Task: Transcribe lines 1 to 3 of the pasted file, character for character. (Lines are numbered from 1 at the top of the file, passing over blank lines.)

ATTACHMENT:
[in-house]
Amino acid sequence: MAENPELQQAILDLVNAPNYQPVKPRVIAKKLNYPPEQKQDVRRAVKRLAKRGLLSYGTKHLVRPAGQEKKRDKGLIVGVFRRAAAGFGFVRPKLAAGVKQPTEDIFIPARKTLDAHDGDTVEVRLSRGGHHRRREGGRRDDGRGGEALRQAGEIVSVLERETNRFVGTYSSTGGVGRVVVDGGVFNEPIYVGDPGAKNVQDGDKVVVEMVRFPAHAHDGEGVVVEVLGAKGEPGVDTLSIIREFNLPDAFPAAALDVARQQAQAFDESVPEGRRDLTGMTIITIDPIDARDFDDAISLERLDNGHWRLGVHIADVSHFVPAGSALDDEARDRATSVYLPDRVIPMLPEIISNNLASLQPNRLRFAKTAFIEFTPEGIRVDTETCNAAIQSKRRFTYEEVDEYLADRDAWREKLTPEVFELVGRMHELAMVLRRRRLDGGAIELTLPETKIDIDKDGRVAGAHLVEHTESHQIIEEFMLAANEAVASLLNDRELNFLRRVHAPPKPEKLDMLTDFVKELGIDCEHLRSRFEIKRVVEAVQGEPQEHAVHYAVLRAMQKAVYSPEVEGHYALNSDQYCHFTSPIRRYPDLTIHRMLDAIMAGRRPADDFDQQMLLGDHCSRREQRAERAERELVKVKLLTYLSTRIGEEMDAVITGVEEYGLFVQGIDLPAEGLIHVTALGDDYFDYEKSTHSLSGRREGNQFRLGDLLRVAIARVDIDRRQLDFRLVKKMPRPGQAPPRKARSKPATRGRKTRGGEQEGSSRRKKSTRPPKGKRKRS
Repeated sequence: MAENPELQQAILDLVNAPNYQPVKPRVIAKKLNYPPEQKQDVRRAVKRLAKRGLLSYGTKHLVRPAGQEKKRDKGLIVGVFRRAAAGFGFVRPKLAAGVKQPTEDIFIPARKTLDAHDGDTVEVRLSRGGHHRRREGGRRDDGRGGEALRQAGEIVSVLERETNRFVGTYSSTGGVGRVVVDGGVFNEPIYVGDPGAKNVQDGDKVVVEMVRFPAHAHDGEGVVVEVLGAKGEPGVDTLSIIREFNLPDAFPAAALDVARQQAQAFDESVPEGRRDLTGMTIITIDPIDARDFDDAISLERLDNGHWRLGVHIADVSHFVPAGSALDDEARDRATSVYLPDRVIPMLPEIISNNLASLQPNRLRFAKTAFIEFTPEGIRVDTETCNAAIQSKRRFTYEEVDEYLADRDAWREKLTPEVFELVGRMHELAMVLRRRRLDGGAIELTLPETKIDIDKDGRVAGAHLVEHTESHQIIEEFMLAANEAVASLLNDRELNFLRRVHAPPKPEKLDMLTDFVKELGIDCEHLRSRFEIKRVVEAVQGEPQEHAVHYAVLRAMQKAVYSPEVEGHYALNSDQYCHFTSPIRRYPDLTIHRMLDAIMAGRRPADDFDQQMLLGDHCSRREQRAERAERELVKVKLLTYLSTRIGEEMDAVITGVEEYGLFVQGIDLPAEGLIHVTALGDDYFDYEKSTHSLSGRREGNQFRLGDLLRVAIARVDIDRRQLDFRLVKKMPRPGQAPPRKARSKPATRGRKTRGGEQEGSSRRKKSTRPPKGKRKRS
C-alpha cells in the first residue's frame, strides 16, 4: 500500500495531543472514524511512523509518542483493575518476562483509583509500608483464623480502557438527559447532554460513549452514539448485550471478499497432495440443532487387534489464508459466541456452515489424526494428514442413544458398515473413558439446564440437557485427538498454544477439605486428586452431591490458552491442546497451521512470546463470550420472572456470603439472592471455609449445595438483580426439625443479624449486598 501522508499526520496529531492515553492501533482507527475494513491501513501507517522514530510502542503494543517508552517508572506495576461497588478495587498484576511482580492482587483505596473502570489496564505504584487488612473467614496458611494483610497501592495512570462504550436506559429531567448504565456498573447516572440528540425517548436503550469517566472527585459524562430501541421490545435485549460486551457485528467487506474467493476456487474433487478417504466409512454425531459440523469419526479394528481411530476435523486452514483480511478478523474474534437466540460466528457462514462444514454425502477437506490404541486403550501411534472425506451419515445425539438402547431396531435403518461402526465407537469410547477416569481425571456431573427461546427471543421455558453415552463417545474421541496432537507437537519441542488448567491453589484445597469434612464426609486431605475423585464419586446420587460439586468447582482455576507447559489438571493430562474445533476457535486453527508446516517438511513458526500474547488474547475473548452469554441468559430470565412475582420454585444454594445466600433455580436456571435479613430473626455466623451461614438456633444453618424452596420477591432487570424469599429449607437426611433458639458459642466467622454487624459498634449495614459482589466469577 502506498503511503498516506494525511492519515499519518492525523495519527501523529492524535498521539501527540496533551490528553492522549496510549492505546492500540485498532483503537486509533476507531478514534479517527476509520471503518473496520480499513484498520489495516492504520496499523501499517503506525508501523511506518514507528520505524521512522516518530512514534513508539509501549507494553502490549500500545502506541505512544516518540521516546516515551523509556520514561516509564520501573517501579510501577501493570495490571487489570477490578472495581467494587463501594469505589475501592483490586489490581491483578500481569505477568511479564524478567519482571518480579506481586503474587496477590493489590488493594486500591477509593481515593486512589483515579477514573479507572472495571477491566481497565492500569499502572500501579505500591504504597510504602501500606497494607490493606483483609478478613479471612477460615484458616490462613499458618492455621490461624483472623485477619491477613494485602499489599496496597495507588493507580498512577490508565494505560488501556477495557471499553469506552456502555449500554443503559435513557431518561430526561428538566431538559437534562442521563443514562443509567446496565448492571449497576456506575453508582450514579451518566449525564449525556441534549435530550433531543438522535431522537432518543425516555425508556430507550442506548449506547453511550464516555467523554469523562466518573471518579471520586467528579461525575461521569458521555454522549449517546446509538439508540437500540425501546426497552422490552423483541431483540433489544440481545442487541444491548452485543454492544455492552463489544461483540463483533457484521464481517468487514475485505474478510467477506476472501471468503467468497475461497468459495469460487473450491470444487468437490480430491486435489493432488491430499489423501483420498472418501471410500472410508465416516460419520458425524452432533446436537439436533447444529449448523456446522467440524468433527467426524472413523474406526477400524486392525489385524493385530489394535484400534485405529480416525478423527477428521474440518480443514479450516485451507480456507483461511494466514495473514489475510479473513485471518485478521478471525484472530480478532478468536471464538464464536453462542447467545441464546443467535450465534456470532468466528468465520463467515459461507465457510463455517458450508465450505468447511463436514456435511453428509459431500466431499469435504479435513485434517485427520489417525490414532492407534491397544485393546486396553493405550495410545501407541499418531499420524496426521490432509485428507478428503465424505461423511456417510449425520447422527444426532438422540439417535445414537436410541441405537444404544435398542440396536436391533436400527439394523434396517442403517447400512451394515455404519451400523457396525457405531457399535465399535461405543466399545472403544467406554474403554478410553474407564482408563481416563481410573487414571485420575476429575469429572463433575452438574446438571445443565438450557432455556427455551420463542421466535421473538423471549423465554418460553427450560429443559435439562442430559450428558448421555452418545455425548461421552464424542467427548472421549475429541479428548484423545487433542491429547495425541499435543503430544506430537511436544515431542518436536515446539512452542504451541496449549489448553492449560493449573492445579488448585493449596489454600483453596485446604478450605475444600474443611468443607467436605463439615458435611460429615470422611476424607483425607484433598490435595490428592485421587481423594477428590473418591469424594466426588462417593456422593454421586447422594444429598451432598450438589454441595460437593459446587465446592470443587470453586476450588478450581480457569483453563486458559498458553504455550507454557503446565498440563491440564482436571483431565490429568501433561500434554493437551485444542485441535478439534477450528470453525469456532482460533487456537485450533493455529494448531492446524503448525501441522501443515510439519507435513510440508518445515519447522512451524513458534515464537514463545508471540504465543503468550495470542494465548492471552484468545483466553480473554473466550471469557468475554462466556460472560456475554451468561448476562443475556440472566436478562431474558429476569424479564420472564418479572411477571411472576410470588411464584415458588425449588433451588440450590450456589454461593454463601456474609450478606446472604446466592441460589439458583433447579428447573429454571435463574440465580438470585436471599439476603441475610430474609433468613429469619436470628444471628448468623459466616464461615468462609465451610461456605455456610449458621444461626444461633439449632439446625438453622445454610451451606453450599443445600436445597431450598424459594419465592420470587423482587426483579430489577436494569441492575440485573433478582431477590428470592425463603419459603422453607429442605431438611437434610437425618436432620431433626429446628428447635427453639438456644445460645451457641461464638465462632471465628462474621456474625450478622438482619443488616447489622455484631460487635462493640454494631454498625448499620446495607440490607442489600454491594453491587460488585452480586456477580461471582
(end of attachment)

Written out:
[in-house]
Amino acid sequence: MAENPELQQAILDLVNAPNYQPVKPRVIAKKLNYPPEQKQDVRRAVKRLAKRGLLSYGTKHLVRPAGQEKKRDKGLIVGVFRRAAAGFGFVRPKLAAGVKQPTEDIFIPARKTLDAHDGDTVEVRLSRGGHHRRREGGRRDDGRGGEALRQAGEIVSVLERETNRFVGTYSSTGGVGRVVVDGGVFNEPIYVGDPGAKNVQDGDKVVVEMVRFPAHAHDGEGVVVEVLGAKGEPGVDTLSIIREFNLPDAFPAAALDVARQQAQAFDESVPEGRRDLTGMTIITIDPIDARDFDDAISLERLDNGHWRLGVHIADVSHFVPAGSALDDEARDRATSVYLPDRVIPMLPEIISNNLASLQPNRLRFAKTAFIEFTPEGIRVDTETCNAAIQSKRRFTYEEVDEYLADRDAWREKLTPEVFELVGRMHELAMVLRRRRLDGGAIELTLPETKIDIDKDGRVAGAHLVEHTESHQIIEEFMLAANEAVASLLNDRELNFLRRVHAPPKPEKLDMLTDFVKELGIDCEHLRSRFEIKRVVEAVQGEPQEHAVHYAVLRAMQKAVYSPEVEGHYALNSDQYCHFTSPIRRYPDLTIHRMLDAIMAGRRPADDFDQQMLLGDHCSRREQRAERAERELVKVKLLTYLSTRIGEEMDAVITGVEEYGLFVQGIDLPAEGLIHVTALGDDYFDYEKSTHSLSGRREGNQFRLGDLLRVAIARVDIDRRQLDFRLVKKMPRPGQAPPRKARSKPATRGRKTRGGEQEGSSRRKKSTRPPKGKRKRS
Repeated sequence: MAENPELQQAILDLVNAPNYQPVKPRVIAKKLNYPPEQKQDVRRAVKRLAKRGLLSYGTKHLVRPAGQEKKRDKGLIVGVFRRAAAGFGFVRPKLAAGVKQPTEDIFIPARKTLDAHDGDTVEVRLSRGGHHRRREGGRRDDGRGGEALRQAGEIVSVLERETNRFVGTYSSTGGVGRVVVDGGVFNEPIYVGDPGAKNVQDGDKVVVEMVRFPAHAHDGEGVVVEVLGAKGEPGVDTLSIIREFNLPDAFPAAALDVARQQAQAFDESVPEGRRDLTGMTIITIDPIDARDFDDAISLERLDNGHWRLGVHIADVSHFVPAGSALDDEARDRATSVYLPDRVIPMLPEIISNNLASLQPNRLRFAKTAFIEFTPEGIRVDTETCNAAIQSKRRFTYEEVDEYLADRDAWREKLTPEVFELVGRMHELAMVLRRRRLDGGAIELTLPETKIDIDKDGRVAGAHLVEHTESHQIIEEFMLAANEAVASLLNDRELNFLRRVHAPPKPEKLDMLTDFVKELGIDCEHLRSRFEIKRVVEAVQGEPQEHAVHYAVLRAMQKAVYSPEVEGHYALNSDQYCHFTSPIRRYPDLTIHRMLDAIMAGRRPADDFDQQMLLGDHCSRREQRAERAERELVKVKLLTYLSTRIGEEMDAVITGVEEYGLFVQGIDLPAEGLIHVTALGDDYFDYEKSTHSLSGRREGNQFRLGDLLRVAIARVDIDRRQLDFRLVKKMPRPGQAPPRKARSKPATRGRKTRGGEQEGSSRRKKSTRPPKGKRKRS